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The Cambodian Brides Of China

A market of matchmaking has sprung up to wed poor Cambodian women and middle-class Chinese men, spurred by both China's newfound wealth and one-child policy. It's not all roses.

Love and Marriage in China?
Love and Marriage in China?
Lan Fang

HUANGGANG — It is a hot and sticky midsummer day in a small village along the Chang River in the northeast Jiangxi Province. The most popular spot is the pergola in front of the local grocery where a few women are playing mahjong as children chase each other around.

In the corner, sitting separately, are two young women, whispering. With darker complexions, deeper eye sockets and thicker lips, they look distinctly different from the locals. One of them wears a pair of high-heeled shoes, a short T-shirt and tight jeans, out of place with the more traditional local environment. The other woman is pregnant and is playing with her big-screen smartphone.

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Work In Progress

Work → In Progress: The Ripples Of Ukraine War On The World Of Work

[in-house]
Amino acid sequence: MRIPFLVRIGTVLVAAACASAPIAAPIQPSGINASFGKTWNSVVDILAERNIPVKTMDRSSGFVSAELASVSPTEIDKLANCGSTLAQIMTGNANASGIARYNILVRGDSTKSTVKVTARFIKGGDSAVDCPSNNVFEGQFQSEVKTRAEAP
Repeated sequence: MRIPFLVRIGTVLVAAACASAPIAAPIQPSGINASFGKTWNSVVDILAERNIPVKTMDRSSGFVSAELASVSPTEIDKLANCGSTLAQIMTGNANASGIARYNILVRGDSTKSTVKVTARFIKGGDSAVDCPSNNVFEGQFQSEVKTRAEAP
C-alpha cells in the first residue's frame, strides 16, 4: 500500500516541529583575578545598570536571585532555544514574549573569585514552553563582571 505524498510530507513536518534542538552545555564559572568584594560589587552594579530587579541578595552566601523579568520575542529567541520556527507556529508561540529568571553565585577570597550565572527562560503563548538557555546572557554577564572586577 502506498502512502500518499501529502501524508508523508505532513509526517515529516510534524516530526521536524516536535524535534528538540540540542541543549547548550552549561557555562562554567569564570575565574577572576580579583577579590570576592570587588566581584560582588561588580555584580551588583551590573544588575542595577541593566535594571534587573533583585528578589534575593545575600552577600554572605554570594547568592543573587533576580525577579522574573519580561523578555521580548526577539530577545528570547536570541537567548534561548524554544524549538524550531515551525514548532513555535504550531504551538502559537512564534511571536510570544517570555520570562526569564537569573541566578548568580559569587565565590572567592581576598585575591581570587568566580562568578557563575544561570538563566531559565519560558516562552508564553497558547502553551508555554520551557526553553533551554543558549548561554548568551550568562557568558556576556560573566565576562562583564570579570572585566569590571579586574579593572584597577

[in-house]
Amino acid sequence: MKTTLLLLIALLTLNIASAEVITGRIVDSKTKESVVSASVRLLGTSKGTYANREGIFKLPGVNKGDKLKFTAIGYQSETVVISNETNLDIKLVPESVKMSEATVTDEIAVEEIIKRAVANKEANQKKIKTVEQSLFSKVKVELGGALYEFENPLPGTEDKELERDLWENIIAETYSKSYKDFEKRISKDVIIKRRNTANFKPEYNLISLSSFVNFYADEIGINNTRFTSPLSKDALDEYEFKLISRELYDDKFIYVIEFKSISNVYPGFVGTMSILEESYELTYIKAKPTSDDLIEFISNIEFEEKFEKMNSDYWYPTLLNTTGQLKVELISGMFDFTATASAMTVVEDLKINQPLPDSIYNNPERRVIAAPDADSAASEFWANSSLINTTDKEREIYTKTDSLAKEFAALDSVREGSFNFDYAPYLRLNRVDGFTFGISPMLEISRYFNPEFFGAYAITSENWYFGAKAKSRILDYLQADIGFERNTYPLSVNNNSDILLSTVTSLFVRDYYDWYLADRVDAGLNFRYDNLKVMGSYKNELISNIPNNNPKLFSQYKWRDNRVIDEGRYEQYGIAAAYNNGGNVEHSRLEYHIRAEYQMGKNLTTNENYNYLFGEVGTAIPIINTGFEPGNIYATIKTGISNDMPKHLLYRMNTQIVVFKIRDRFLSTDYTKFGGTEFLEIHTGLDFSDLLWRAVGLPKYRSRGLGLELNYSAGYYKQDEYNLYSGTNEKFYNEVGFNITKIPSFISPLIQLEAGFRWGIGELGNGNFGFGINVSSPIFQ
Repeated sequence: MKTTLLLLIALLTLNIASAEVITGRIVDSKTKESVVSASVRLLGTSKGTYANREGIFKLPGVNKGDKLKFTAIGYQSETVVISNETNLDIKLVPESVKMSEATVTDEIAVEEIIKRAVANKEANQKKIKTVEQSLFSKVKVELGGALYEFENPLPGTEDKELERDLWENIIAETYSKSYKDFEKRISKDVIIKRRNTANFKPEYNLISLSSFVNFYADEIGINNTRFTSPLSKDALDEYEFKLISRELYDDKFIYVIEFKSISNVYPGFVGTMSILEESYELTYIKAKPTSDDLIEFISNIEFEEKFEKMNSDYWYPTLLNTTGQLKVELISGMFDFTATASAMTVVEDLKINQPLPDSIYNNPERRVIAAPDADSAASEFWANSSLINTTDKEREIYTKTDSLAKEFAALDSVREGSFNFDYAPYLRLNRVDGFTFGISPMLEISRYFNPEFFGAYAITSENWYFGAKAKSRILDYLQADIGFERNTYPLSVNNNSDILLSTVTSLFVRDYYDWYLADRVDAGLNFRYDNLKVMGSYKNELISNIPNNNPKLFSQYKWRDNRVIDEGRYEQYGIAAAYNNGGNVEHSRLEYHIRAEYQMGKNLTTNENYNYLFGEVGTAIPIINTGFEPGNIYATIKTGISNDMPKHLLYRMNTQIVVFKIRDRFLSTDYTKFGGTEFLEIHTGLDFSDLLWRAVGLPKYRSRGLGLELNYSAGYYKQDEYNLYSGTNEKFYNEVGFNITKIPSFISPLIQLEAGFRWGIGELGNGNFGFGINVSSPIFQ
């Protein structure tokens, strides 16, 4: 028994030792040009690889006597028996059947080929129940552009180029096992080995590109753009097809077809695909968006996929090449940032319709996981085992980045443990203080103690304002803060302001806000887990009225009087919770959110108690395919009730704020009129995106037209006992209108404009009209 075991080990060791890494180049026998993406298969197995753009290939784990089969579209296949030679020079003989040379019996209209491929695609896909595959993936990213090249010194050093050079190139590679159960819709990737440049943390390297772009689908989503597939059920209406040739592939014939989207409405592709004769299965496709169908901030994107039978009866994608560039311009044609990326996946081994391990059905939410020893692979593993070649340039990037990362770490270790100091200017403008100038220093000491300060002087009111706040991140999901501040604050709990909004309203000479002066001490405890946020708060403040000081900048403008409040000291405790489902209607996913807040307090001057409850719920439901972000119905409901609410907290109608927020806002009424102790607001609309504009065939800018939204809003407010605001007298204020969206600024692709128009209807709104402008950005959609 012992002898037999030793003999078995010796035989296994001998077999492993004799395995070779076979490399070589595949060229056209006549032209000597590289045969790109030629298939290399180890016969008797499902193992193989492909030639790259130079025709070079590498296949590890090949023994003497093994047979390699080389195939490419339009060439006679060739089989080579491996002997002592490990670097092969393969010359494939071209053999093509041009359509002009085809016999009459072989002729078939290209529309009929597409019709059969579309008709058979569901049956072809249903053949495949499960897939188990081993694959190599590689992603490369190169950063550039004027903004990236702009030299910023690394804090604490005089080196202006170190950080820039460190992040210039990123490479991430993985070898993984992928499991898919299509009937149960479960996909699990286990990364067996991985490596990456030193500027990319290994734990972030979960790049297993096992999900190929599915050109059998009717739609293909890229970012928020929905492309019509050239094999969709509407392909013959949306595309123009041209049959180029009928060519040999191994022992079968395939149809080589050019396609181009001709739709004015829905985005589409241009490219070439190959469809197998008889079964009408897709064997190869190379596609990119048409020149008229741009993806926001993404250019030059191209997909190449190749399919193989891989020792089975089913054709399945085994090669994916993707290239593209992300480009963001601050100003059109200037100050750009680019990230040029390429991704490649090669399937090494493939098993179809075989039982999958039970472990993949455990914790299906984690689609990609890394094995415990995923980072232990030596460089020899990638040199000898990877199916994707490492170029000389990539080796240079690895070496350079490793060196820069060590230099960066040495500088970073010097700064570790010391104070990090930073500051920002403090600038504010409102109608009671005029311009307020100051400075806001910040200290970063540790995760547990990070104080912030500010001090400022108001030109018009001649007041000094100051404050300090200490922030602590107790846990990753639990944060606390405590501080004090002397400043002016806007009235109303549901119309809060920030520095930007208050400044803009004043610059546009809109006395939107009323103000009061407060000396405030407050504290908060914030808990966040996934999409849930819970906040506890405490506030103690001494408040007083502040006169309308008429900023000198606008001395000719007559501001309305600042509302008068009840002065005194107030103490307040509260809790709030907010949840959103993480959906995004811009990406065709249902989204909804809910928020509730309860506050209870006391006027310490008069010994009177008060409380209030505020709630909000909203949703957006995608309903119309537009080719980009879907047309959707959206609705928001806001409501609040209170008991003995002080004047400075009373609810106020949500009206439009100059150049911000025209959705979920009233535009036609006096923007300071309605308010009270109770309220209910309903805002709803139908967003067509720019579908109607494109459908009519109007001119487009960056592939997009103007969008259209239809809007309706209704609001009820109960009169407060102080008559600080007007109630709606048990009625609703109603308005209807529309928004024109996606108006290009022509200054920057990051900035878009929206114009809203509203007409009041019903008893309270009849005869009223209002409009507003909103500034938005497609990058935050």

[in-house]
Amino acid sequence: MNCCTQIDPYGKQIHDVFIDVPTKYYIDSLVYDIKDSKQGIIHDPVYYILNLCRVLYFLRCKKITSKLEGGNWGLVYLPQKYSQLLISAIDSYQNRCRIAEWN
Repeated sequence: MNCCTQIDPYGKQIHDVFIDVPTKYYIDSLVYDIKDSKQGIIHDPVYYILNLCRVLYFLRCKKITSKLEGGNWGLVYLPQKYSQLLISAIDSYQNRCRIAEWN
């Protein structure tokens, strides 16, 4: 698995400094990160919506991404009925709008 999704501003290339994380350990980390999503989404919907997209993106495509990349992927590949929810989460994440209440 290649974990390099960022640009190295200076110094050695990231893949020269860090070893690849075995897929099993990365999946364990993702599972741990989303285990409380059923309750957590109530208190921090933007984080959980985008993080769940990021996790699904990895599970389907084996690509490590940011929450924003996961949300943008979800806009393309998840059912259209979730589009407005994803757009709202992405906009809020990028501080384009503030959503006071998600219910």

Jobs for Ukrainian refugees, too busy to quit in Hong Kong, the rise of 'asynchronous' work....and more

Since Russia’s invasion of Ukraine in February, the working world — still recovering from the global pandemic, no less — was dealt a sizeable blow, from ripple effects of unemployment to supply chain disruptions to office campaigns to support the victims of the war.

Of course, the most immediate impact of the war is inside Ukraine itself, which UN News estimates has lost 4.8 million jobs. The immediate impact has also been felt across the global economy, as energy embargoes and grain blockades have undermined the most basic elements of life. Meanwhile, the influx of refugees has put newfound pressure on labor markets in certain countries.

But as the war unfolds before us on our screens, business in Western countries have also felt compelled to get involved, often with spontaneous initiatives to offer help. In the UK, for example, several companies have put pressure on the government to make it easier on refugees, and have offered jobs themselves to Ukrainian refugees. Some are going even further by offering relocation and other assistance.

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Central to the tragic absurdity of this war is the question of language. Vladimir Putin has repeated that protecting ethnic Russians and the Russian-speaking populations of Ukraine was a driving motivation for his invasion.

Yet one month on, a quick look at the map shows that many of the worst-hit cities are those where Russian is the predominant language: Kharkiv, Odesa, Kherson.

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